Post Vacation Mode

I’ve been back from a week at the beach for three or four days now. It was a wonderful time away with the Zuchelli clan—one I wouldn’t trade for anything. Twenty of us gathered together for seven days of fun, frolic, and family. It was an amazing and tranquil time.

Now, of course, I’m back home. At least, my body is back home. I’m not sure where my brain has been, but I still seem to be in the midst of an attempt to retrieve it from wherever it’s been traveling. I keep seeing signs of it here and there, but it hasn’t fully shown itself for quite some time.

One bit of evidence that it’s been on hiatus is the fact that I’ve been doing this blog faithfully for almost two years. Each week I’ve posted three 500-word blogs during that time. I even accomplished that feat during this past vacation. Since I’ve gotten back home, however, this will be the first one. I’ve spent time looking at a computer screen as always, but nothing has come.

“These aren’t the droids you’re looking for…”

Some would point to this and quickly say, “You’ve got writer’s block.” That’s the first thing that came to my mind as well. Yet, I don’t think that’s the problem. I’m thinking I’ve entered “post vacation mode.” It’s a mode that says to my brain (what’s left of it), “You don’t want to do anything. Go play…” I feel like Obi Wan Kenobi is telling me, “These aren’t the droids you’re looking for…”

Playing would be great except I’ve got stuff to do. So this morning, four days into my post vacation mode, I’m forcing myself to be an adult. I can actually feel the creative juices flowing once again, and (with a little therapy) I may even get something accomplished. Another four or five weeks of forcing myself, I might get back to my more productive ways once again.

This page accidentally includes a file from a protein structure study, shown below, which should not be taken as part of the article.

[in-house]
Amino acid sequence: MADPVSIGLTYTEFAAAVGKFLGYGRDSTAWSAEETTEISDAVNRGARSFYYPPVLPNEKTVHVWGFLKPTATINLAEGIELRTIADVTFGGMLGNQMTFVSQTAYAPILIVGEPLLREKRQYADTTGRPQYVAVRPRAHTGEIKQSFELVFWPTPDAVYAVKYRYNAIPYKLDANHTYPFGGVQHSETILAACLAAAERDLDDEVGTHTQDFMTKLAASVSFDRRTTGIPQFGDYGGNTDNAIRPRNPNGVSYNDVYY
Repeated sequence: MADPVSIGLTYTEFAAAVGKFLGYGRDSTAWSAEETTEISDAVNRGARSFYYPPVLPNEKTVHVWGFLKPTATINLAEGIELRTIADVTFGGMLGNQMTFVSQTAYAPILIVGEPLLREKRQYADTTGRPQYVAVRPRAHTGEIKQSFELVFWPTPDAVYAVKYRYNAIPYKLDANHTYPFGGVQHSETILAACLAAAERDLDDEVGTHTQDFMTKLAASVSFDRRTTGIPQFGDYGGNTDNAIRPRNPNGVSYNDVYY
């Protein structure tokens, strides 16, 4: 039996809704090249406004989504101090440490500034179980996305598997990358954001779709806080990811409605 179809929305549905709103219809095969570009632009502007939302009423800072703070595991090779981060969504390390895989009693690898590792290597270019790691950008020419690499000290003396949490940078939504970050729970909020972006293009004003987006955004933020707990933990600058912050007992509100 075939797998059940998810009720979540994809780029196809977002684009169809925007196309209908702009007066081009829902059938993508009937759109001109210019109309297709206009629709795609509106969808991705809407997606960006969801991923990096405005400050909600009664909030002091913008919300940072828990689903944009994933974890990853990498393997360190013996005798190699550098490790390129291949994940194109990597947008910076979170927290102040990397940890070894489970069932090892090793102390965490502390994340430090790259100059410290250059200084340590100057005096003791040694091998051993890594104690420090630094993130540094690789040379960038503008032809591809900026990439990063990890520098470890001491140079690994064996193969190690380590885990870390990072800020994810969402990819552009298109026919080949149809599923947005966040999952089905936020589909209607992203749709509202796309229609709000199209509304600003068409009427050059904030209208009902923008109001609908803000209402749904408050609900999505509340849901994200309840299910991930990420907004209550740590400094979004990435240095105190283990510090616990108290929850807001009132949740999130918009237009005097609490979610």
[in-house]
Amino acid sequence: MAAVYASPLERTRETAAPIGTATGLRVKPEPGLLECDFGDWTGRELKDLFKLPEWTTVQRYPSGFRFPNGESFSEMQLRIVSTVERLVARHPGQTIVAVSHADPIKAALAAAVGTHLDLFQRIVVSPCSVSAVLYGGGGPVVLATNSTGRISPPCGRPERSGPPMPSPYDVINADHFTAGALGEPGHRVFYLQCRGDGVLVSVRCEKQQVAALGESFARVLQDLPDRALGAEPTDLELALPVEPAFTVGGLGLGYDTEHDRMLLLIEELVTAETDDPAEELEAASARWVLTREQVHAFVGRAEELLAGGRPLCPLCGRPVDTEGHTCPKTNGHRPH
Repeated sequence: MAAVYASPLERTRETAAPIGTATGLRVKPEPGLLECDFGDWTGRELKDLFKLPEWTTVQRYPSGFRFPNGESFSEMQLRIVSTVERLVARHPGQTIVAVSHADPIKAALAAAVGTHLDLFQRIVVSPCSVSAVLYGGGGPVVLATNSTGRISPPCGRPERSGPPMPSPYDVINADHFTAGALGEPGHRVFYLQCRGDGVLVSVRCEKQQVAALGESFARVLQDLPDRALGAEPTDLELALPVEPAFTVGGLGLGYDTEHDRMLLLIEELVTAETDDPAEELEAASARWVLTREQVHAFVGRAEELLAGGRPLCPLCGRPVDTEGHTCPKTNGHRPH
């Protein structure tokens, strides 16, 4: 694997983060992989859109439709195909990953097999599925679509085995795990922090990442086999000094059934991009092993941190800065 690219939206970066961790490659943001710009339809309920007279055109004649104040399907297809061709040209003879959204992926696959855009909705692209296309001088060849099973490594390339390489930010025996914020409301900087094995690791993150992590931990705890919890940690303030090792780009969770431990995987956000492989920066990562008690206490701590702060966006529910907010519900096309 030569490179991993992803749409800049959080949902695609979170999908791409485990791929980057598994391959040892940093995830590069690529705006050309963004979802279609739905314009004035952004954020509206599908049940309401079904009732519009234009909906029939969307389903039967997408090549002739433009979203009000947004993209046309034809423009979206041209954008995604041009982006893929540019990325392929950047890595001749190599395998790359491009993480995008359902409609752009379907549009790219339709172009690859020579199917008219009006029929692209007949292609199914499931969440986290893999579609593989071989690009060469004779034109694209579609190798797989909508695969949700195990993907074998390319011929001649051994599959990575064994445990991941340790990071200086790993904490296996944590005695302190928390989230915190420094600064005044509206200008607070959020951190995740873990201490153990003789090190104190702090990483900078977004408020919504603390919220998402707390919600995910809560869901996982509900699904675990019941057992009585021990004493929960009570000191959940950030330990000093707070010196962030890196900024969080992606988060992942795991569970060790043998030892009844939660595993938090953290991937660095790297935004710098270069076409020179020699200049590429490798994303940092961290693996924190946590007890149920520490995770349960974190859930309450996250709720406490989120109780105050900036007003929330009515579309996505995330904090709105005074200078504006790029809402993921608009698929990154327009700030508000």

Frittering Away the Hours

All this causes me to realize that it’s a good thing I never inherited a large fortune. Had I done that, the temptation to live the life of leisure may have been too much to overcome. My existence could well have become a life of debauchery (whatever that is) and turned me into an individual bent on frittering his hours away.

On the other hand, I do have a tremendous inheritance. Scripture tells us we already have been promised a great bequest (1 Peter 3:3-5). It’s one that can never “perish, spoil, or fade.” It’s being kept in a place we like to call heaven. The Creator of the universe is that promise maker. There are no better promises than that one—nor any from a more dependable source.

The fact that we have that inheritance often causes us to go into a spiritual post vacation mode. We have the promise, so we sit back and get lazy—counting on God to do it all for us. I guess, sometimes, we need to force ourselves to become spiritual adults once again.

[Dave Zuchelli is a graduate of Pittsburgh Theological Seminary and is currently the pastor of Smith Chapel, in Great Falls, VA.]

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